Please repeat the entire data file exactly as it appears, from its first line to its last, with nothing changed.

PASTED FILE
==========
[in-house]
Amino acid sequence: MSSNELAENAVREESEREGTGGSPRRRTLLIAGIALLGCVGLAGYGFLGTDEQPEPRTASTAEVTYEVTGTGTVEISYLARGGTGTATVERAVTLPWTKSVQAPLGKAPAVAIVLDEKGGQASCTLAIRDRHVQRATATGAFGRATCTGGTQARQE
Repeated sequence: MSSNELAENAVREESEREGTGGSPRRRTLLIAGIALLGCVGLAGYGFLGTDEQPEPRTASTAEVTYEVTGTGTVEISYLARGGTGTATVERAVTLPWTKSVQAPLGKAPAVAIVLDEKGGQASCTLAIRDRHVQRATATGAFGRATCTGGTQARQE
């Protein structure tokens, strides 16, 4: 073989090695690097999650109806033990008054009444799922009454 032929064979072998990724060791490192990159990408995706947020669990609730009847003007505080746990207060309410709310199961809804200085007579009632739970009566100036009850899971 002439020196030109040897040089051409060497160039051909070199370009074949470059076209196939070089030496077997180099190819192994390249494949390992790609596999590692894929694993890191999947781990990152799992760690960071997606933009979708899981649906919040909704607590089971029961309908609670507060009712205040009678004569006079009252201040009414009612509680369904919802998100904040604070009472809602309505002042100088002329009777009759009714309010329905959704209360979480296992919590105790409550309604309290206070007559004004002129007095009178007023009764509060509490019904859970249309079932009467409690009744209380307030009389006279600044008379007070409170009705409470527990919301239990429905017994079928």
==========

[in-house]
Amino acid sequence: MSSNELAENAVREESEREGTGGSPRRRTLLIAGIALLGCVGLAGYGFLGTDEQPEPRTASTAEVTYEVTGTGTVEISYLARGGTGTATVERAVTLPWTKSVQAPLGKAPAVAIVLDEKGGQASCTLAIRDRHVQRATATGAFGRATCTGGTQARQE
Repeated sequence: MSSNELAENAVREESEREGTGGSPRRRTLLIAGIALLGCVGLAGYGFLGTDEQPEPRTASTAEVTYEVTGTGTVEISYLARGGTGTATVERAVTLPWTKSVQAPLGKAPAVAIVLDEKGGQASCTLAIRDRHVQRATATGAFGRATCTGGTQARQE
């Protein structure tokens, strides 16, 4: 073989090695690097999650109806033990008054009444799922009454 032929064979072998990724060791490192990159990408995706947020669990609730009847003007505080746990207060309410709310199961809804200085007579009632739970009566100036009850899971 002439020196030109040897040089051409060497160039051909070199370009074949470059076209196939070089030496077997180099190819192994390249494949390992790609596999590692894929694993890191999947781990990152799992760690960071997606933009979708899981649906919040909704607590089971029961309908609670507060009712205040009678004569006079009252201040009414009612509680369904919802998100904040604070009472809602309505002042100088002329009777009759009714309010329905959704209360979480296992919590105790409550309604309290206070007559004004002129007095009178007023009764509060509490019904859970249309079932009467409690009744209380307030009389006279600044008379007070409170009705409470527990919301239990429905017994079928």